By Dick Morris
Natural disasters usually follow the same political trajectory: First
the incumbent experiences a bounce as he tours the impacted area, shows
his concern, and pledges help to his beleaguered constituents. But then
reality sets in and the shortages, delays, mishaps, deaths, and
devastation becomes apparent and people turn against the incumbent.
George W. Bush had his Katrina.
And now Barack Obama has his Sandy.
Last week, Obama asserted a kind of ownership of the storm by touring
New Jersey in the now infamous embrace of Republican stalwart Governor
Chris Christie. Now that we are all appalled by the lack of food, gas,
water, heat, and the basic essentials of life throughout the storm zone,
Obama’s government doesn’t look so good anymore.
Why didn’t FEMA stockpile food, water, and gasoline? We had a week’s
notice to prepare for Sandy.
There was no shortage of time. Did the
government not realize that people needed to eat, drink, and drive?
All throughout America, we are asking these questions of our television sets as we watch the evolving story of human misery.
Meanwhile, Obama has resumed the campaign trail, pounding the
opposition in the same relentless and partisan style which he used
before the storm. When Obama said that voting was “the best revenge,” he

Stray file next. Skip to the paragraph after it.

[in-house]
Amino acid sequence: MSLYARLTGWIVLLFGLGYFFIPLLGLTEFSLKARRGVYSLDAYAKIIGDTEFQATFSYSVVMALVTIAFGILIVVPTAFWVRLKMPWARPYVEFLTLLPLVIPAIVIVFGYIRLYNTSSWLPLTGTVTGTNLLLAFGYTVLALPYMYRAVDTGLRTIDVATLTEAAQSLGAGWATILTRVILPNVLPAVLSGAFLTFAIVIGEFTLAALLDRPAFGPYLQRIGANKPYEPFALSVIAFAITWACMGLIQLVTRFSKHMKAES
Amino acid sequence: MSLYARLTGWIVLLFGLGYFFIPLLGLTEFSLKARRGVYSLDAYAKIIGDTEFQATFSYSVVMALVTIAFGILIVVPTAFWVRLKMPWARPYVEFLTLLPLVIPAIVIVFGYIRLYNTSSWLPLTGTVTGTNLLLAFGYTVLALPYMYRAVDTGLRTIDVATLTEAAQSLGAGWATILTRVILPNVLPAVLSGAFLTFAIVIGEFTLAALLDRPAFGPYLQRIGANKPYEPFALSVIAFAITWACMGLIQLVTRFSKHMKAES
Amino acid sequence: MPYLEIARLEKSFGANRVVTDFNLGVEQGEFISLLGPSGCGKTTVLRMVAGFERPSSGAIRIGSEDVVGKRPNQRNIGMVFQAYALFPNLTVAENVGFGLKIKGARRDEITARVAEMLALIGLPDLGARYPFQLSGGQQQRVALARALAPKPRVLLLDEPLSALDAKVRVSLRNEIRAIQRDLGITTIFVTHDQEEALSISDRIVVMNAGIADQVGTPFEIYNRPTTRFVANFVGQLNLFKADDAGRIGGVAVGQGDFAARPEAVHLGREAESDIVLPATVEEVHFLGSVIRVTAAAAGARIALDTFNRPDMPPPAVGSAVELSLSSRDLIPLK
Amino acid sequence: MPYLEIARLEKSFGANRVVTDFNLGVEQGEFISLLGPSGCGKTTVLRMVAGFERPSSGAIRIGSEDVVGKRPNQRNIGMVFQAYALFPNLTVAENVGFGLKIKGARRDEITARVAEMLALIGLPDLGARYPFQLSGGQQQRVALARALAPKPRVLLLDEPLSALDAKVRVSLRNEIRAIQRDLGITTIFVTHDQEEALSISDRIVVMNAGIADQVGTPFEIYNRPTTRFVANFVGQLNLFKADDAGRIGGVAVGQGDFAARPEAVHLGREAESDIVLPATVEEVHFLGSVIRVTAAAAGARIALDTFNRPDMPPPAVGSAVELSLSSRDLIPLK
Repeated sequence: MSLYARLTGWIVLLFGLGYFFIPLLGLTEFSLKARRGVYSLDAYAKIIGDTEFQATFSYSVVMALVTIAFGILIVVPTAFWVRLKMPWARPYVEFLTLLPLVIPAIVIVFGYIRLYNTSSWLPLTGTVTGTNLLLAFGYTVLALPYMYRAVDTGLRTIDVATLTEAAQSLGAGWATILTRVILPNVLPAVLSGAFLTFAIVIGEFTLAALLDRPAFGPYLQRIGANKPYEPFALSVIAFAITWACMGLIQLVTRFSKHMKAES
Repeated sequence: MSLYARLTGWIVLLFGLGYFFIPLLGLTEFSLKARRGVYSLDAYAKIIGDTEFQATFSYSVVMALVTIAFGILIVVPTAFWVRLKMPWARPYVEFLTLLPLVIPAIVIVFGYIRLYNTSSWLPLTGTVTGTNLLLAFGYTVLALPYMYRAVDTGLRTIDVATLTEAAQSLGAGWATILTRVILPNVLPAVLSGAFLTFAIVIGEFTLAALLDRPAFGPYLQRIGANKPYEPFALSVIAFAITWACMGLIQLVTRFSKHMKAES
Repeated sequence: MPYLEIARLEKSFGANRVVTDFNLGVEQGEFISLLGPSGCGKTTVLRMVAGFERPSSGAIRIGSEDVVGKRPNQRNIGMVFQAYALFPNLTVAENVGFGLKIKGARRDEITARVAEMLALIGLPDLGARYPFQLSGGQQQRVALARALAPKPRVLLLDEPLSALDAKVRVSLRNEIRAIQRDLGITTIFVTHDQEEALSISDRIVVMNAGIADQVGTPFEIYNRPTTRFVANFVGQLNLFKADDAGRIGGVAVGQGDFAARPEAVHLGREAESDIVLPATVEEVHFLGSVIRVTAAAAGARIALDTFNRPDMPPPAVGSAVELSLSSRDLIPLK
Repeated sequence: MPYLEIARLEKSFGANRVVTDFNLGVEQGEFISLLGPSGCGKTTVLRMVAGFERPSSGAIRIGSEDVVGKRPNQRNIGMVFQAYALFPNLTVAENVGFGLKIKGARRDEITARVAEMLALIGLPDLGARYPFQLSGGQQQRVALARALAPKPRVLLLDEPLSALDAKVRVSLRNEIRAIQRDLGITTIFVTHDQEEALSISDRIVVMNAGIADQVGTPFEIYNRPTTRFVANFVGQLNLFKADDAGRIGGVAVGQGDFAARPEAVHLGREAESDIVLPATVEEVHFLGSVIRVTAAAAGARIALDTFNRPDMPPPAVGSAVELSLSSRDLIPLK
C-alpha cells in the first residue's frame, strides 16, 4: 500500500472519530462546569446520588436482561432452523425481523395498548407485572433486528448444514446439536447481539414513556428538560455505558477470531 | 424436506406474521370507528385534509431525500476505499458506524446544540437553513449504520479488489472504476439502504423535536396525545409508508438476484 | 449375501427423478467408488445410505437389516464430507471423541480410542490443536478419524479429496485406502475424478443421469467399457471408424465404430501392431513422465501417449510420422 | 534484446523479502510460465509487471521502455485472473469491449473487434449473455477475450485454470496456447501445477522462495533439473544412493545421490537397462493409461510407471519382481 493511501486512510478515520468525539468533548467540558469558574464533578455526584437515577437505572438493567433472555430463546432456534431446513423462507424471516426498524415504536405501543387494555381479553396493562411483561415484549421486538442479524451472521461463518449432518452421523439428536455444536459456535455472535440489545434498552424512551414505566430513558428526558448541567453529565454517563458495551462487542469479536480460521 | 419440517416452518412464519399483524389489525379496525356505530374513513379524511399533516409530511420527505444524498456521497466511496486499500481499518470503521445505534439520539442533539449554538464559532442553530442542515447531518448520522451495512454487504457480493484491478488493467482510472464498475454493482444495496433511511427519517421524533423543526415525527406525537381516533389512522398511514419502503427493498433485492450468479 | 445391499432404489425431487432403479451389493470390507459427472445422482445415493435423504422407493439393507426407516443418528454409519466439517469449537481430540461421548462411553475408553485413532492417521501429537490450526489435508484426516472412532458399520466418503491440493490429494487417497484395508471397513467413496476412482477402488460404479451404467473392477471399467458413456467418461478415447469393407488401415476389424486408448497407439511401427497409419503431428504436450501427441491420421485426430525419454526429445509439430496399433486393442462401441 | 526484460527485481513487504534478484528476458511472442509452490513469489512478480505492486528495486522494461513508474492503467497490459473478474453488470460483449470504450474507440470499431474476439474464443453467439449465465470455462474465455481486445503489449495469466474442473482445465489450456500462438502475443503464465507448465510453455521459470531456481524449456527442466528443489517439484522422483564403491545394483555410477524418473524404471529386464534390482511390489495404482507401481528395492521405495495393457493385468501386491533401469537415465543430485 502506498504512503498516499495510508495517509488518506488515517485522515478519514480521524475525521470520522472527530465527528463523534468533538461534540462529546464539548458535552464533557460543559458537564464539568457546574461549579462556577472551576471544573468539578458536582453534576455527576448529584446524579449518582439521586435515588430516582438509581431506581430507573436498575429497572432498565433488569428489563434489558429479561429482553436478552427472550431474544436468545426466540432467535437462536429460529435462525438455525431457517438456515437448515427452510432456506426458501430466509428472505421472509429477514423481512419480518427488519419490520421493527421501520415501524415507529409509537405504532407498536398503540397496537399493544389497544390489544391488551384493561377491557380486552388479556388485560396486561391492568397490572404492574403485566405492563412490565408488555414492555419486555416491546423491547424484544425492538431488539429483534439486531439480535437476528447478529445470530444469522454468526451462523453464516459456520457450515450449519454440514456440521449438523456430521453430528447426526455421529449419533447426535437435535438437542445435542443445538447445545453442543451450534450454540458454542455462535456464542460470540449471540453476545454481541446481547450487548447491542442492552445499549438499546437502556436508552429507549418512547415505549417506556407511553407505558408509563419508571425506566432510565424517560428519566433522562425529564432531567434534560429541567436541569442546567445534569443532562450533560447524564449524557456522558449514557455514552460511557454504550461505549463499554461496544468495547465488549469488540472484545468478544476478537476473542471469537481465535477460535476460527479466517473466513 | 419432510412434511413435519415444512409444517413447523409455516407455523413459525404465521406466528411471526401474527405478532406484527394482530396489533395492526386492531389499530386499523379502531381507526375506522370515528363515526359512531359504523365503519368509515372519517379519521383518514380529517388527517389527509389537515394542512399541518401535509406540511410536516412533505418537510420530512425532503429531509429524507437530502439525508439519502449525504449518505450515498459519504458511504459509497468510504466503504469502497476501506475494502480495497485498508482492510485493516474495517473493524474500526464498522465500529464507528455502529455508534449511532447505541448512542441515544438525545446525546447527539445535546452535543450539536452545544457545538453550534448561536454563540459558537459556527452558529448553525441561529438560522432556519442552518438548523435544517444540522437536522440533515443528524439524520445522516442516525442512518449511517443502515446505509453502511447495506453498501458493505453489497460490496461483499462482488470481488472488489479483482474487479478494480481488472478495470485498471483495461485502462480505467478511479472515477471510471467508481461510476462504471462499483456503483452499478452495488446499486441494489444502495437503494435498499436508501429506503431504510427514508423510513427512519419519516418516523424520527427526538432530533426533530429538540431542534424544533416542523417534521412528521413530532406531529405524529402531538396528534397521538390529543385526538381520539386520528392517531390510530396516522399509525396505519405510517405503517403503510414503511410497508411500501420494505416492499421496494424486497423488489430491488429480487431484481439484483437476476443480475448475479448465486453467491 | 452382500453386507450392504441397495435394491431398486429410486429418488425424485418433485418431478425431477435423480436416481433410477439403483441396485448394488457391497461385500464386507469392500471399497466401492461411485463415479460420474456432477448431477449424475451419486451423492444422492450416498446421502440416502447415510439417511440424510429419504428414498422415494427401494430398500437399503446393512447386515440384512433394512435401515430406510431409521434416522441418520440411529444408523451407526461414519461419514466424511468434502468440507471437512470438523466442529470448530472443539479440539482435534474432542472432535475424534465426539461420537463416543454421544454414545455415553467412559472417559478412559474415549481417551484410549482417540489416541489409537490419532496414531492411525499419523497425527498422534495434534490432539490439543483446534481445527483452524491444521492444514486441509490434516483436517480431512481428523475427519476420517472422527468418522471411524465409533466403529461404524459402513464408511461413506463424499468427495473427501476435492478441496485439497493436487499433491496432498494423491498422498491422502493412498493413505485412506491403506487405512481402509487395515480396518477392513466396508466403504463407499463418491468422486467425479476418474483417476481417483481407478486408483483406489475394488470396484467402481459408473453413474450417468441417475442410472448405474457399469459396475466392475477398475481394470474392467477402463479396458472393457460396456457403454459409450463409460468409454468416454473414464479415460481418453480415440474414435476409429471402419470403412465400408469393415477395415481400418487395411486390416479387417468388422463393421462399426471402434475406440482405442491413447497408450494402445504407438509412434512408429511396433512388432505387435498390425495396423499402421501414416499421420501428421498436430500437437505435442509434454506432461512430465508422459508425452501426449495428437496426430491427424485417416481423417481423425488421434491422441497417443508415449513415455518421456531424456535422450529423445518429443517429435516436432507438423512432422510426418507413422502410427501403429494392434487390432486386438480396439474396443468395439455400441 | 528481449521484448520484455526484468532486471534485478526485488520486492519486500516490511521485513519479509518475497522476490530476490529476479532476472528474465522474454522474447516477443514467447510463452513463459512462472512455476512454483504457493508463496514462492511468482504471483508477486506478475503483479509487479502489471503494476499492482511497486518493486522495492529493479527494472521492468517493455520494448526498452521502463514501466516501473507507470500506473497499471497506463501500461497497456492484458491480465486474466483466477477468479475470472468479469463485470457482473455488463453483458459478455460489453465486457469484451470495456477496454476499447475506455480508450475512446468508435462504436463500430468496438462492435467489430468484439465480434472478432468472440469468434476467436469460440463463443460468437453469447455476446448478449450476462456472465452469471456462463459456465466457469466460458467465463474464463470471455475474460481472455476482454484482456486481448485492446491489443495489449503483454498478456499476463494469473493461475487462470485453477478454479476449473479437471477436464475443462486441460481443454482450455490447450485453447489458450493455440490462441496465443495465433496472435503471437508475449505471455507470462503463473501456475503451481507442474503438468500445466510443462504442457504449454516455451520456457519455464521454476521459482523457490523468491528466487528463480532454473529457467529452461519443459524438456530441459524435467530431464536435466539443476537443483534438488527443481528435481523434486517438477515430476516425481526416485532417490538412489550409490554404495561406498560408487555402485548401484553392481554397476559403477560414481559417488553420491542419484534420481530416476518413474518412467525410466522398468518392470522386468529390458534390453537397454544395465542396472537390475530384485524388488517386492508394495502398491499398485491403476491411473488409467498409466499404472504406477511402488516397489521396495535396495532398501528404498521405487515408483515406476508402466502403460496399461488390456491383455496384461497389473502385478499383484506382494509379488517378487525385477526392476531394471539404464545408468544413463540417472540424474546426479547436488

threw away whatever presidentiality he displayed in touring storm
damage earlier in the week.
As he entered the last week before the Congressional election of
1994, President Clinton returned to the U.S. after having presided over
the signing of a peace treaty between Israel and Jordan. He called me on
his return and asked where he should campaign? Which incumbent
Democrats should he try to help get re-elected?
I told him he should not campaign for any of them.
“No, you don’t understand,” he explained. I just came back from the
Middle East and my ratings are up ten points. Before, I would have hurt
the candidates I campaigned for, but not now. Now I can help them.”
“Your ratings are up because your trip hyped your presidentiality.
Now, if you start campaigning, you’ll look like a politician and your
ratings will come down again. You’ll end up doing more harm than good to
those you are trying to help.”
He disregarded the advice and lost both houses of Congress in the elections.
Now Obama is making the same mistake. By campaigning, particularly by
using the same harsh partisan rhetoric which has characterized his
campaign, Obama is dragging down his ratings and with it his chances of
Particularly when we see the juxtaposition of the mounting disaster
in New York and New Jersey and the President out on the campaign trail
attacking his opponents, we realize that Obama is a candidate before he
is president, more worried about his second term than the welfare of his
In yesterday’s polling numbers, I saw a rise in Obama’s ratings and
warned that the race was far from over. Now, we see him throwing it all
away and resuming his crash into a single term presidency.